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Yes! More fungus amongus: Good news for you mushroom lovers—and would-be mushroom farmers! The Montana Department of Commerce announced last week that the Montana State University mycology lab has teamed up with Garden City Fungi to set up a model system for direct commercialization of mushroom products and technology developed through university research and tested by an established business. In other words, the Bozeman lab and the Nine Mile growing operation are going to show existing businesses and potential mushroom growers how to take their fungi on the road nationwide.

According to the MDC, mushroom farming in Montana is an exciting proposition because production could range from small-scale growing operations, for example just big enough to add income to a family farm, to a full-scale industry. Furthermore, the climate is well suited to commercial mushroom growing because of a generally dry climate and lower levels of pathogens.

The goal of the project, as explained in the MDC press release, is to make mushroom production more efficient through improved growing techniques. Innovative methods will reduce the intervals between fruiting times and provide optimal formulas for substrate, or the mix of spent grains, straw, hardwood sawdust and other organic material in which commercial mushrooms grow. The Department also indicates that other kinds of Montana agricultural—and even industrial wastes—will be tested for their suitability in substrate formulations, which could prove to be a minor boon for established industries currently unaware that they might be sitting on mounds of potential mushroom fertilizer.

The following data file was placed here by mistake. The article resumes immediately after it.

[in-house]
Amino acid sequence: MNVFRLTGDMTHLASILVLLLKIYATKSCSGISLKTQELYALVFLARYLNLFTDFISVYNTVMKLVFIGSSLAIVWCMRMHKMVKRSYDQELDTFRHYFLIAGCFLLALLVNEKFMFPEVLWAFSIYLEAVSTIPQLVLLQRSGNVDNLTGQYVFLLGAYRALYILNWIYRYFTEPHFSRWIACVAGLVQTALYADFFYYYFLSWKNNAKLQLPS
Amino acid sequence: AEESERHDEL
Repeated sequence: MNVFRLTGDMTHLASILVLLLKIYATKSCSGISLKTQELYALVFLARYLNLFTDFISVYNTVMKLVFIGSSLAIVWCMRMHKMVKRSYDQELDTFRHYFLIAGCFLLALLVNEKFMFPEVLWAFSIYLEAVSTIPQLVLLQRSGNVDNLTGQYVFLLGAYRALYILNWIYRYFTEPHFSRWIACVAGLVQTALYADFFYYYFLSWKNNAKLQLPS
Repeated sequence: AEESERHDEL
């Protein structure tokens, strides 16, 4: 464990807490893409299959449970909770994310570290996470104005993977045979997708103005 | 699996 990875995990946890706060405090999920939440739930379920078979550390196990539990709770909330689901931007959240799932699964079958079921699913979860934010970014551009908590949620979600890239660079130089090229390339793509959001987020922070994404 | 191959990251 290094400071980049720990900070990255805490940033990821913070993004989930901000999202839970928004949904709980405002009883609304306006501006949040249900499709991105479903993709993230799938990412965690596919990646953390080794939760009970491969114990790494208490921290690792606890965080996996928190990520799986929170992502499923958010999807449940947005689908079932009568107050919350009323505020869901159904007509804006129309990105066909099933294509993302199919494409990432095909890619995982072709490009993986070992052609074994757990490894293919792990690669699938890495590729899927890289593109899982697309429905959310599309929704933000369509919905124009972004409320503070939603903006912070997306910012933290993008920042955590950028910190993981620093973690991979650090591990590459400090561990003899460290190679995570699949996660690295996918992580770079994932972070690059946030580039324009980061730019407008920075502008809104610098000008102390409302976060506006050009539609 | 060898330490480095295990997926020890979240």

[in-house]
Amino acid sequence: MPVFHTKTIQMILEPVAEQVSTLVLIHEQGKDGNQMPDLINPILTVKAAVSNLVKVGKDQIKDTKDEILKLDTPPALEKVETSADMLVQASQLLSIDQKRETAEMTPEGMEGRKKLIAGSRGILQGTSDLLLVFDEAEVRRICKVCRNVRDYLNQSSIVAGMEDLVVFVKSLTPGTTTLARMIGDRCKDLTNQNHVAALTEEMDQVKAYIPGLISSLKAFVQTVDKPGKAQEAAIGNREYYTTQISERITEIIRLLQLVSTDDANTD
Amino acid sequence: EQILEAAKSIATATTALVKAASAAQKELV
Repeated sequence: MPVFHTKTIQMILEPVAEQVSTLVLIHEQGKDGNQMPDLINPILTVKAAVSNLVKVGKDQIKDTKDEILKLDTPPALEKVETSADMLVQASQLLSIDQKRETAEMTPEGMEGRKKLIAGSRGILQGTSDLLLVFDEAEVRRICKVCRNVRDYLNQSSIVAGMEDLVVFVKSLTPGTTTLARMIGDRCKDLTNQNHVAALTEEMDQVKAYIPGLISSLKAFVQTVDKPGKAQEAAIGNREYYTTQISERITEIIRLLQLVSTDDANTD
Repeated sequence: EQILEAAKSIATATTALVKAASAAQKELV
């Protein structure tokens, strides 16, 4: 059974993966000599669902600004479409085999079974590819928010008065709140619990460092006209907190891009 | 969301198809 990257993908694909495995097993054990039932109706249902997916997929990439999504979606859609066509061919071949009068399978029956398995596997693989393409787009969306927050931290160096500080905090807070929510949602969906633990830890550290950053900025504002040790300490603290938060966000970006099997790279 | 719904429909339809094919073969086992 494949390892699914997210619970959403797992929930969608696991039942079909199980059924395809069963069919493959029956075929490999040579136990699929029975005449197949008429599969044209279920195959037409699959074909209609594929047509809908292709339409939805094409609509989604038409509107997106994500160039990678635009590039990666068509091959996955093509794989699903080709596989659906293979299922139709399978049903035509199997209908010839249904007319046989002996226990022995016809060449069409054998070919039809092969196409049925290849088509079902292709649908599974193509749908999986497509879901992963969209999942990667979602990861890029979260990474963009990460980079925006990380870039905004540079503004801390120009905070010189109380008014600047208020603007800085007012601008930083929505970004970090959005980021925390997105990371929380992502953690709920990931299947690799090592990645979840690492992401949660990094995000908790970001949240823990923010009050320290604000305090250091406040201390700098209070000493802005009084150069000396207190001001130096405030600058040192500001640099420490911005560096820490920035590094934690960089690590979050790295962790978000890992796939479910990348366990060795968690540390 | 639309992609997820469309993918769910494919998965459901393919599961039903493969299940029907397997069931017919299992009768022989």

Of primary interest for expanding fungus markets is the shiitake, an intensely flavorful specialty mushroom that also happens to be a Garden City Fungi specialty as well as its biggest seller. Folks with long memories (or deep stacks of back issues) might recall an Indy cover story from last spring, in which we paid a visit to the growing outfit, owned by Glen Babcock and Wendy Garrett.

Garden City shiitake begin their journey from spawn to stir-fry in an incubation shed, where a few tablespoons of impregnated rye, white with fuzz, are added to seven-pound plastic bags of sterilized substrate. After 10 days of incubating in a 70-degree shed, the spawn have already begun to seal off their food source by encasing the substrate in a hardened shell of oxidized mycelium, the shiitake’s weblike fruiting body. Roughly three months later, the bags are opened in a fruiting room, where Glen and Wendy eventually pick between 150 and 200 pounds of “first flesh” from each batch of nutrient blocks every Wednesday and Thursday. After three or four rounds of alternating water soakings and fruitings, the blocks are run through a wood-chipper, mixed with fresh substrate, and re-sterilized in an autoclave to start the process all over again.

Garden City Fungi is one of an estimated 300 mushroom farms nationwide, and one of 31 such operations (as of spring 2001) to be certified organic by the Organic Crop Improvement Association. At the time of out interview, Babcock estimated that he and Wendy picked some 1200 pounds of mushrooms every month.

Fresh or dried, shiitake fetch a handsome price. It could add up nicely for Montana growers.

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